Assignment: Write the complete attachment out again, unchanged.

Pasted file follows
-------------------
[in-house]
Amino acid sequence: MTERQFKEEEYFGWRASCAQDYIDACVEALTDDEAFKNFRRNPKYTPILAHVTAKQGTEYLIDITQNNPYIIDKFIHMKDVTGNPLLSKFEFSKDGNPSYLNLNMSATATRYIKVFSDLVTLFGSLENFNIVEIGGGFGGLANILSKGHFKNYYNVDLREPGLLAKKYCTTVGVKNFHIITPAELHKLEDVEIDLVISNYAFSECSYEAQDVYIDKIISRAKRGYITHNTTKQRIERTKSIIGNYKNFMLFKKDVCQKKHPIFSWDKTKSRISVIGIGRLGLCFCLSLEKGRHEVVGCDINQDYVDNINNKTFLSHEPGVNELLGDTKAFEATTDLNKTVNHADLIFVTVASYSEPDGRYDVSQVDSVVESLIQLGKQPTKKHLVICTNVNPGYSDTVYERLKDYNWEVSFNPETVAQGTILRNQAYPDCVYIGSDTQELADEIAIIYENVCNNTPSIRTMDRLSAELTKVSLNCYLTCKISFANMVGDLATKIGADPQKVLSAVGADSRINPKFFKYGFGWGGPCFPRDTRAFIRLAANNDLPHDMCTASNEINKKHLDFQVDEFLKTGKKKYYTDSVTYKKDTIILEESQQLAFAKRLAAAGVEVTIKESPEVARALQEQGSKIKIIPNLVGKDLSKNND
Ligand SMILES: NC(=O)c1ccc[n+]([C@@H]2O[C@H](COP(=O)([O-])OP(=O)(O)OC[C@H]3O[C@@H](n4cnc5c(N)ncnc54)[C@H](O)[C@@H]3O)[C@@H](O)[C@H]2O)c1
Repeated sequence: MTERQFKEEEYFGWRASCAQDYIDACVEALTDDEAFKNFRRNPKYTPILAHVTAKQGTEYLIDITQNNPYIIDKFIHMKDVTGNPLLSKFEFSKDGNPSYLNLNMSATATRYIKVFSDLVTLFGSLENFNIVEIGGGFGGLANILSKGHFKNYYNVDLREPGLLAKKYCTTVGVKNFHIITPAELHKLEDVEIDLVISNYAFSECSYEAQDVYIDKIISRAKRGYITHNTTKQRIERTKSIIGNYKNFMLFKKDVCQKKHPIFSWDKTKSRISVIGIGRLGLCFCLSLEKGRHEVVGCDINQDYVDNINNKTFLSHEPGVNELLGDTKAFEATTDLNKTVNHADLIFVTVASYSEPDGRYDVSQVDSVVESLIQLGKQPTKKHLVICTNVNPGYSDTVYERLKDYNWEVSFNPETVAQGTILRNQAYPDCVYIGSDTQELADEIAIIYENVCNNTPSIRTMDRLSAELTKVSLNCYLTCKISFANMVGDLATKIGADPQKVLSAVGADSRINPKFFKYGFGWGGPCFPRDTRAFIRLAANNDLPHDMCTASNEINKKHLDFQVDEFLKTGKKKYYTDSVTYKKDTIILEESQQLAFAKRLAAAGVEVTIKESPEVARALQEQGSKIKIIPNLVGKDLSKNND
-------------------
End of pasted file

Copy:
[in-house]
Amino acid sequence: MTERQFKEEEYFGWRASCAQDYIDACVEALTDDEAFKNFRRNPKYTPILAHVTAKQGTEYLIDITQNNPYIIDKFIHMKDVTGNPLLSKFEFSKDGNPSYLNLNMSATATRYIKVFSDLVTLFGSLENFNIVEIGGGFGGLANILSKGHFKNYYNVDLREPGLLAKKYCTTVGVKNFHIITPAELHKLEDVEIDLVISNYAFSECSYEAQDVYIDKIISRAKRGYITHNTTKQRIERTKSIIGNYKNFMLFKKDVCQKKHPIFSWDKTKSRISVIGIGRLGLCFCLSLEKGRHEVVGCDINQDYVDNINNKTFLSHEPGVNELLGDTKAFEATTDLNKTVNHADLIFVTVASYSEPDGRYDVSQVDSVVESLIQLGKQPTKKHLVICTNVNPGYSDTVYERLKDYNWEVSFNPETVAQGTILRNQAYPDCVYIGSDTQELADEIAIIYENVCNNTPSIRTMDRLSAELTKVSLNCYLTCKISFANMVGDLATKIGADPQKVLSAVGADSRINPKFFKYGFGWGGPCFPRDTRAFIRLAANNDLPHDMCTASNEINKKHLDFQVDEFLKTGKKKYYTDSVTYKKDTIILEESQQLAFAKRLAAAGVEVTIKESPEVARALQEQGSKIKIIPNLVGKDLSKNND
Ligand SMILES: NC(=O)c1ccc[n+]([C@@H]2O[C@H](COP(=O)([O-])OP(=O)(O)OC[C@H]3O[C@@H](n4cnc5c(N)ncnc54)[C@H](O)[C@@H]3O)[C@@H](O)[C@H]2O)c1
Repeated sequence: MTERQFKEEEYFGWRASCAQDYIDACVEALTDDEAFKNFRRNPKYTPILAHVTAKQGTEYLIDITQNNPYIIDKFIHMKDVTGNPLLSKFEFSKDGNPSYLNLNMSATATRYIKVFSDLVTLFGSLENFNIVEIGGGFGGLANILSKGHFKNYYNVDLREPGLLAKKYCTTVGVKNFHIITPAELHKLEDVEIDLVISNYAFSECSYEAQDVYIDKIISRAKRGYITHNTTKQRIERTKSIIGNYKNFMLFKKDVCQKKHPIFSWDKTKSRISVIGIGRLGLCFCLSLEKGRHEVVGCDINQDYVDNINNKTFLSHEPGVNELLGDTKAFEATTDLNKTVNHADLIFVTVASYSEPDGRYDVSQVDSVVESLIQLGKQPTKKHLVICTNVNPGYSDTVYERLKDYNWEVSFNPETVAQGTILRNQAYPDCVYIGSDTQELADEIAIIYENVCNNTPSIRTMDRLSAELTKVSLNCYLTCKISFANMVGDLATKIGADPQKVLSAVGADSRINPKFFKYGFGWGGPCFPRDTRAFIRLAANNDLPHDMCTASNEINKKHLDFQVDEFLKTGKKKYYTDSVTYKKDTIILEESQQLAFAKRLAAAGVEVTIKESPEVARALQEQGSKIKIIPNLVGKDLSKNND